The horseshoe crab has been an outstanding model for vision and circadian research. Its lateral eyes are probably the best understood neural structure in the animal kingdom. Fundamental principles of image processing were first gleaned from the animal, including phototransduction, light adaptation, and lateral inhibition. A circadian clock in the brain modulates anatomical and physiological properties of the eyes to increase visual sensitivity each night. As a result, horseshoe crabs can use their eyes to locate mates equally well day and night. This chapter summarizes studies that have localized the clock output neurons that regulate vision, characterized their patterns of electrical activity, and identified octopamine as their primary circadian neurotransmitter. We are at a stage now where we can begin to model the response of each photoreceptor and each optic nerve fiber to natural visual scenes day and night.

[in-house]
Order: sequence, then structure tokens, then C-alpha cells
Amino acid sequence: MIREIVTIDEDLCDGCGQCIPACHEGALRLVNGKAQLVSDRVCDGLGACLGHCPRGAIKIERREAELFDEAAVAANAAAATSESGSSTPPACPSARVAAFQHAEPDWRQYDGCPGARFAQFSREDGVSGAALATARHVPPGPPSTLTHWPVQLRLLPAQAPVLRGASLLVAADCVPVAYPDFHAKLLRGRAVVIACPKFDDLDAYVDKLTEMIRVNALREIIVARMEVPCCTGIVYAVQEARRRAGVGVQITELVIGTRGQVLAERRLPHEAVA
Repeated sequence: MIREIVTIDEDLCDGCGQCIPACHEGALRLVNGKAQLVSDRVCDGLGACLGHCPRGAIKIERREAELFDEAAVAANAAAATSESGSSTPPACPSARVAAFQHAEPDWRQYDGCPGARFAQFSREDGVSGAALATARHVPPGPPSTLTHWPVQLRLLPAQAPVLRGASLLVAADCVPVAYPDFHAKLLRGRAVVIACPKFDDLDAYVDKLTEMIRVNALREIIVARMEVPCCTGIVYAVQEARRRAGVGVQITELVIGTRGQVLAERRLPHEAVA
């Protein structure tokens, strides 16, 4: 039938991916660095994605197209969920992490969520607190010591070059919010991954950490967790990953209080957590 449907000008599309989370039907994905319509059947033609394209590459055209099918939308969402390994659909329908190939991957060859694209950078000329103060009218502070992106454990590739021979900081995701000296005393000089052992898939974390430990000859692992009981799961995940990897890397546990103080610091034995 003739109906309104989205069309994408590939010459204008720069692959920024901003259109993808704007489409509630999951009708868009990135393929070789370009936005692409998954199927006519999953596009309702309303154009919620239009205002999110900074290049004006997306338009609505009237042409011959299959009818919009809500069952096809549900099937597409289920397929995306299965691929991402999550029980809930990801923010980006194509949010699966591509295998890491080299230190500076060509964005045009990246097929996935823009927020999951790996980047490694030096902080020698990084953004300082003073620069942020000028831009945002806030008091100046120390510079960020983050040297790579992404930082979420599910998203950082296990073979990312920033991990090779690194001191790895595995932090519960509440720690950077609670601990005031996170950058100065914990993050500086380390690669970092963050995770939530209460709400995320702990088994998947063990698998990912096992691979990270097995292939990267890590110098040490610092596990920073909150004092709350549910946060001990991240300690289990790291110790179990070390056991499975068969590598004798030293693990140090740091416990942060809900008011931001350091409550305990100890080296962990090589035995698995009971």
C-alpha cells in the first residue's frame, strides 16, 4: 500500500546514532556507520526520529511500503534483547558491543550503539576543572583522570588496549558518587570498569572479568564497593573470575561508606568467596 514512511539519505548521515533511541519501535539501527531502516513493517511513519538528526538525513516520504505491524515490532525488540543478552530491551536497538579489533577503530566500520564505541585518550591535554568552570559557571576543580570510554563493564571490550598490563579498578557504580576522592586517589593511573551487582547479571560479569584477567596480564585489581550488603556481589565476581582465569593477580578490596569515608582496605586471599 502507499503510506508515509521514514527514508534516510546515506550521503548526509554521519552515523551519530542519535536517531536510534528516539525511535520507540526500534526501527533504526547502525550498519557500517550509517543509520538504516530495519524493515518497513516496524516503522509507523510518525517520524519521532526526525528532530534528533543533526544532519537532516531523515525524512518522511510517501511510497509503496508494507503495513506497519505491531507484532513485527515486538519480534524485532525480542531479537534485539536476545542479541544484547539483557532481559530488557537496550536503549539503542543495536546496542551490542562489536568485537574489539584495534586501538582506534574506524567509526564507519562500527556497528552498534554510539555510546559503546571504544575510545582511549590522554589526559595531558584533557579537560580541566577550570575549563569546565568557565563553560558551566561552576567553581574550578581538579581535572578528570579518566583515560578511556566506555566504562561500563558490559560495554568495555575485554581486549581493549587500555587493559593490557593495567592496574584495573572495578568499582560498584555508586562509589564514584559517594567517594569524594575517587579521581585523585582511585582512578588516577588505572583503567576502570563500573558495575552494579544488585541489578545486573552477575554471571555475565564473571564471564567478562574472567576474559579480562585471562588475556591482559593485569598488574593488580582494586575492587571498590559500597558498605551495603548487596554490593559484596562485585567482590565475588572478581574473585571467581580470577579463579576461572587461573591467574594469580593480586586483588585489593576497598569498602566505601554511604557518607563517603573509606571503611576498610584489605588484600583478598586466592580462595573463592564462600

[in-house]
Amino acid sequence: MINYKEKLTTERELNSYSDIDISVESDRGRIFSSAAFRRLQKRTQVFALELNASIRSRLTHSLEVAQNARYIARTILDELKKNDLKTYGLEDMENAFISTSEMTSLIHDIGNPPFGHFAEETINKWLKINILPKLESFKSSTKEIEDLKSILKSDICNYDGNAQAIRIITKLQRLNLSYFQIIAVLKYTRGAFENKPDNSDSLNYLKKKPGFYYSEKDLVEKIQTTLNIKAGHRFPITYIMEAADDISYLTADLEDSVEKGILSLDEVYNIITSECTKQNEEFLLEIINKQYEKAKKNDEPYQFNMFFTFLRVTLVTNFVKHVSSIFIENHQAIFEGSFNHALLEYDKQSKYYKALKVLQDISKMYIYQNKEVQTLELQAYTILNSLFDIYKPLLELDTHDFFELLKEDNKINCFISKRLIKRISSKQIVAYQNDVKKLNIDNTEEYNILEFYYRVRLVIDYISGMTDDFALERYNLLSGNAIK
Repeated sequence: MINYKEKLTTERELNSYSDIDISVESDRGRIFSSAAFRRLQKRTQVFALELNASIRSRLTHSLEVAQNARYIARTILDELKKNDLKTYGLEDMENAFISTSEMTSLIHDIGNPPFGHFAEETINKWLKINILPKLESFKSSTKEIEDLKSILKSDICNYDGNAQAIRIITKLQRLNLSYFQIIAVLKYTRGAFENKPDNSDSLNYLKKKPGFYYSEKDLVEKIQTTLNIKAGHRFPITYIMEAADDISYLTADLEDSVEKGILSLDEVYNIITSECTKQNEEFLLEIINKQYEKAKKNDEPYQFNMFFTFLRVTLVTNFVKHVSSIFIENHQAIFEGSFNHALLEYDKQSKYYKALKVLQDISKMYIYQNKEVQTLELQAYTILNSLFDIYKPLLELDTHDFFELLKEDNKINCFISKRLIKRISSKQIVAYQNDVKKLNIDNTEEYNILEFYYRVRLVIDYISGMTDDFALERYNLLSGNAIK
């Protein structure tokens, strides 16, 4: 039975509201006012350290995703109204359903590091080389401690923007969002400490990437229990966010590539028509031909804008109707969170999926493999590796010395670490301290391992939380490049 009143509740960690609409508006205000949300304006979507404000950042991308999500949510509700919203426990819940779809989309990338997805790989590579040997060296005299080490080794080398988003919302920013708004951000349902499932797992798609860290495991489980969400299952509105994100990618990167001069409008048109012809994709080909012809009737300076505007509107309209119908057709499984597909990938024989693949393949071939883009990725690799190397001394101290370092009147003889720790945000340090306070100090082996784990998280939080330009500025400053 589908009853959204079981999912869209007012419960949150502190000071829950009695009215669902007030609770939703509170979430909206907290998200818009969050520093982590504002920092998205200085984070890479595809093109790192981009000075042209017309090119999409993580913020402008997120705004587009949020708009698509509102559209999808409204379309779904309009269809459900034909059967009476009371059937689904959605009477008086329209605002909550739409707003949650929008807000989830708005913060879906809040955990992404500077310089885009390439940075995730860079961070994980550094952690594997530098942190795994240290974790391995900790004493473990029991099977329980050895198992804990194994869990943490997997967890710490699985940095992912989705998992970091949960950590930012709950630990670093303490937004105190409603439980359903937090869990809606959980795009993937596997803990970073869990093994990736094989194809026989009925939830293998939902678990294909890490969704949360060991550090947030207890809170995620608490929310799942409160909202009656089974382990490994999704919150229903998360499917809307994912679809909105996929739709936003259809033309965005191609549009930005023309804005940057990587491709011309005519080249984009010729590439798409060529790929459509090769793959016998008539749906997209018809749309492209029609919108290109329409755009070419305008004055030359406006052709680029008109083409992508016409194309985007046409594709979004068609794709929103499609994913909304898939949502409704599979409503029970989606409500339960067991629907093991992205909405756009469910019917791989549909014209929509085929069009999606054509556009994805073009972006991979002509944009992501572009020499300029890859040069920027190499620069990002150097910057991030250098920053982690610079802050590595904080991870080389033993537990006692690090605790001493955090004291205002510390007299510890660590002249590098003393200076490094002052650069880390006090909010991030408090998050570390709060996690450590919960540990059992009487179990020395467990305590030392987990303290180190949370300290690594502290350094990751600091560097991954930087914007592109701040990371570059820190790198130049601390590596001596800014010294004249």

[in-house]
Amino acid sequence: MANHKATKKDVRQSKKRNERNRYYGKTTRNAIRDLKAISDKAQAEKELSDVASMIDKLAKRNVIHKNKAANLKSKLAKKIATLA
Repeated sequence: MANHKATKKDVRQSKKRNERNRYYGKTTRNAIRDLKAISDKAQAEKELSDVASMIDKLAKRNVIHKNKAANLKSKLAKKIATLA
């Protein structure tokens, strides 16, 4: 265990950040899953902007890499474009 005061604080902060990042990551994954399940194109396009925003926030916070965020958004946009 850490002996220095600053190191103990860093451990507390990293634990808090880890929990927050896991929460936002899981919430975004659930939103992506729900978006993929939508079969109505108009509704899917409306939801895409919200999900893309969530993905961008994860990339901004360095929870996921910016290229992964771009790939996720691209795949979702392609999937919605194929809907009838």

Original languageEnglish
Title of host publicationThe Retina and Circadian Rhythms
PublisherSpringer New York
Number of pages18
ISBN (Electronic)9781461496137
ISBN (Print)9781461496120
StatePublished - Jan 1 2014


  • Cheliceral ganglion
  • Circadian rhythm
  • Eccentric cell
  • Horseshoe crab
  • Invertebrate
  • Retinular cell
  • Rhodopsin
  • Visual sensitivity


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